1. Tiering and the definition of 'new information:' Steinberg has said he wants his bill to limit lawsuits filed in the late stages of residential development projects, and he has proposed a way to prevent further litigation–in some narrow cases–against projects that comply with a local plan that has already undergone environmental review. “We tighten up the process by saying projects can't be stopped by late action that is speculation, flimsy information, or mere opinion,” Steinberg said last week. 

Public agencies argue, however, that the bill's legal language doesn't actually go that far. As the committee bill analysis puts it: “There is general consensus among the Public Works Coalition, the Rural County Representatives of California, and the League of California Cities that the addition of language regarding 'new information' in this section creates confusion. They argue that it is unnecessary because it simply restates existing law, and that its inclusion could have unintended consequences.”

Business coalition critics of the legislation, meanwhile, have pointed out that this provision includes only one type of neighborhood plan–and not others–while also changing the legal standard for these projects in a counterproductive way, replacing the existing “substantial evidence” standard for review with a lower “fair argument” standard. This would allow project opponents to stop a development that was consistent with an approved EIR by arguing only that the project “may have” significant new impacts.

Bottom line: While the bill's tiering provisions seem to reduce CEQA litigation with one hand, they may be opening a new avenue to lawsuits with the other. (In the last week, Steinberg has said he is working on a “new concept” for tackling this problem, though the details have not yet been worked out.)

2. Removing some environmental impacts, setting thresholds for others:  At the heart of Steinberg's reform proposal is an effort to remove some controversial urban environmental impacts from the CEQA process–aesthetics and parking–while setting new “thresholds” for others, including noise and transportation. Steinberg's bill directs the governor's Office of Planning and Research to set guidelines for these new “thresholds” by next summer.

Public agencies, however, do not believe OPR is the appropriate body to set these thresholds: They are. As the bill analysis puts it: “The PWC, RCRC, League and ACWA all oppose [this provision]…These groups believe that public agencies, and not OPR, are in the best position to determine significance thresholds  for noise and traffic standards, while taking into consideration site specific local conditions and the local environment.”

The argument can certainly be made that it will be difficult for OPR to set a noise threshold, for example, that works in both rural Napa County and the heart of downtown San Francisco. But even more questions are being raised about the exceptions now attached to the biggest changes the bill makes to CEQA: removing aesthetics and parking from the process. In the current version of the bill, aesthetic impacts on historical or cultural resources must still be considered under CEQA, and the bill's new parking provision is aimed only at the issue of parking spaces, not the impact of “traffic congestion on air quality.”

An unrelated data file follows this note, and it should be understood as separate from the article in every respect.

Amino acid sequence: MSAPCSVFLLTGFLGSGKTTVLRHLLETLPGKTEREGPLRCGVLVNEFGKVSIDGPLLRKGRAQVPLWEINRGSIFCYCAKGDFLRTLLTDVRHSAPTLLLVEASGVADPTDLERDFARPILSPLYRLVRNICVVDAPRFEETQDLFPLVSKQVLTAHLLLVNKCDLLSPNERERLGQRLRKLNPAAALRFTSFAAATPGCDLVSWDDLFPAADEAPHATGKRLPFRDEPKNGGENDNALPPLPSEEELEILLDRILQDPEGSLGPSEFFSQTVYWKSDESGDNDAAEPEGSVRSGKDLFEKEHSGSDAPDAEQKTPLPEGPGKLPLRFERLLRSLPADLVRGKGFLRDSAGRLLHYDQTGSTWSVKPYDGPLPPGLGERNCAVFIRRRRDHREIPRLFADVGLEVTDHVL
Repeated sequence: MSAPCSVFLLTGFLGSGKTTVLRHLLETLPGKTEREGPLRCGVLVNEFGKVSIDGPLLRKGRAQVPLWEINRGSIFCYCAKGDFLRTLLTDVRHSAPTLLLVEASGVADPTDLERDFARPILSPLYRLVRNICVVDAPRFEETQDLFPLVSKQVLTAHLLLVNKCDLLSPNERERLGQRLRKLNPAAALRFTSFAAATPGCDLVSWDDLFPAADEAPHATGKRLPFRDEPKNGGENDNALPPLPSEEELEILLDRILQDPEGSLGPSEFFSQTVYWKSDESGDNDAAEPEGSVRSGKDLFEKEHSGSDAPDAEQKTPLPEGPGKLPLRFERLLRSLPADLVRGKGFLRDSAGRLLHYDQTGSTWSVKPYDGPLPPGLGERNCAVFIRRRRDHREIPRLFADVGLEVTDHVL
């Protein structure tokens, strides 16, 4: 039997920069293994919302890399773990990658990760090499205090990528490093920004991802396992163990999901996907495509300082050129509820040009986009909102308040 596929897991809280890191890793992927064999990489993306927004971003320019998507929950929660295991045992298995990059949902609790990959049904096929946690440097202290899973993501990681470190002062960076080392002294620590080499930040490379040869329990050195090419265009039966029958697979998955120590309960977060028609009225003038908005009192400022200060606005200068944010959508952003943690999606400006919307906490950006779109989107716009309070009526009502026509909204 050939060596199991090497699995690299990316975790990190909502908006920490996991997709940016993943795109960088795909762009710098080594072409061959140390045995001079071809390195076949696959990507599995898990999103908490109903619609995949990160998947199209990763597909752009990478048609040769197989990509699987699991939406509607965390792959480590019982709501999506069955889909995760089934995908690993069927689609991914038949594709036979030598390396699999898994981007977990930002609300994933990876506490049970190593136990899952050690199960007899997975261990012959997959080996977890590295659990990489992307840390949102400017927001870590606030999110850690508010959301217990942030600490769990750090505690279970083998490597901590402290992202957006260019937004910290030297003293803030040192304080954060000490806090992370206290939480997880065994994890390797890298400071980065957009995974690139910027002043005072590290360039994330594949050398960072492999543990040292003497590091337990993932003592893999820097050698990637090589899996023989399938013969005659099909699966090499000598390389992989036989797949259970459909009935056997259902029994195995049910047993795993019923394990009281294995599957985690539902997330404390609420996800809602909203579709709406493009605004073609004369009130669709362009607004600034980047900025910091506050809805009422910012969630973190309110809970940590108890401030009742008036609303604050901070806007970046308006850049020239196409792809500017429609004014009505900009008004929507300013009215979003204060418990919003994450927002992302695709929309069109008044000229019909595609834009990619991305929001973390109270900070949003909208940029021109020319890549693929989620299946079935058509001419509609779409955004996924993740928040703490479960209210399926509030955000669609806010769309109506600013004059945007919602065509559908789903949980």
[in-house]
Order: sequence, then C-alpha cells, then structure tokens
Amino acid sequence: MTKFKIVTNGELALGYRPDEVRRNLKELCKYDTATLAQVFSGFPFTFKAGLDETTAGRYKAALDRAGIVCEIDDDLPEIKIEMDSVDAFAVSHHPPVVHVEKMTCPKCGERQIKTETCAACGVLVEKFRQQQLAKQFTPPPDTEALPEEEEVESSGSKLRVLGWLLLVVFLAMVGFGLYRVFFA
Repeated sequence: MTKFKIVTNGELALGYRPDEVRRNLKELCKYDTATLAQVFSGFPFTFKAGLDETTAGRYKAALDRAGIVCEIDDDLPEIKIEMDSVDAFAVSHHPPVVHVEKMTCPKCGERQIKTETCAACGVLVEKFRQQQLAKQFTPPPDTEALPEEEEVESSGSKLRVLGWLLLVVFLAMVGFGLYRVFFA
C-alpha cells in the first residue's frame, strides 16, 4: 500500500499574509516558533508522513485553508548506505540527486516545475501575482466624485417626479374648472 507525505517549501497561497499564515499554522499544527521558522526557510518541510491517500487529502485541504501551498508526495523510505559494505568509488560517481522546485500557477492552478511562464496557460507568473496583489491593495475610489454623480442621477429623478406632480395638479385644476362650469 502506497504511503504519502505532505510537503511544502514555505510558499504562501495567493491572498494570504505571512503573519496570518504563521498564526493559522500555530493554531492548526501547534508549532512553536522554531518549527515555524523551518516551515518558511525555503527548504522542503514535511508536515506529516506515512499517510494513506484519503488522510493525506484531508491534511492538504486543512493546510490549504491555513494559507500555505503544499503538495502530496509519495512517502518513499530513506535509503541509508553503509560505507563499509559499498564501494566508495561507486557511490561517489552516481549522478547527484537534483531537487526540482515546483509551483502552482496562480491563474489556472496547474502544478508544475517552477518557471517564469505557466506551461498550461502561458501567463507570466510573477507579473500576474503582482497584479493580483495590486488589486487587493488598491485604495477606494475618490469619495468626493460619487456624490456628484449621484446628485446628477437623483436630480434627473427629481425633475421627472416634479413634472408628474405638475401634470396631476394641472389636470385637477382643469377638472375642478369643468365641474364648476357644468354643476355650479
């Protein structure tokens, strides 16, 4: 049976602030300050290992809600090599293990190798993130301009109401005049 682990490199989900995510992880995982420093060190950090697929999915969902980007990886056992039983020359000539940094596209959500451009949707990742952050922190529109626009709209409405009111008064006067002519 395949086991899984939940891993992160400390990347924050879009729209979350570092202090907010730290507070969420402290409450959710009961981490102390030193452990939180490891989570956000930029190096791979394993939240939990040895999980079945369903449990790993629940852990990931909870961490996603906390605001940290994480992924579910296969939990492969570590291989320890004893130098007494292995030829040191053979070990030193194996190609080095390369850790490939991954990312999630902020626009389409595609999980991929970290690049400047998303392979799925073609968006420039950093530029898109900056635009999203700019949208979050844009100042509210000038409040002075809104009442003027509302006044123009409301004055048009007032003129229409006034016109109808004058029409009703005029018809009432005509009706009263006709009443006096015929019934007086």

While these proposals–the most far-reaching in Steinberg's bill–may close the door to some CEQA litigation, in other words, they still offer a clear roadmap for potential project opponents to find grounds for a lawsuit.

3. Other CEQA process changes: Public agencies save some of their most pointed criticism for the array of changes Steinberg seeks to make to CEQA's administrative process itself–changes they believe will lead to more, not less, CEQA litigation. In particular, they are opposed to:

  • A new requirement that lead agencies post CEQA findings online 15 days before a project is approved. (Public agencies' take: “This notice period would add new responsibilities for public agencies, extend the CEQA process, and create a new avenue for CEQA litigation.”)
  • A new rule requiring lead agencies to produce annual reports monitoring project's environmental mitigation efforts. (Public agencies' take: “Requiring annual mitigation reports will be time and resource intensive, and potentially divert resources from implementing mitigation, in addition to providing more opportunities for project opponents to challenge projects based on the alleged failure to complete mitigation measures”)
  • A new rule requiring CEQA's administrative record to be prepared “concurrently” with the CEQA process. (Public agencies' take: “This provision could dramatically increase the number of records prepared even if litigation is never filed, and would impose requirements on public agencies that would be extremely costly and resource intensive.”)

Justin Ewers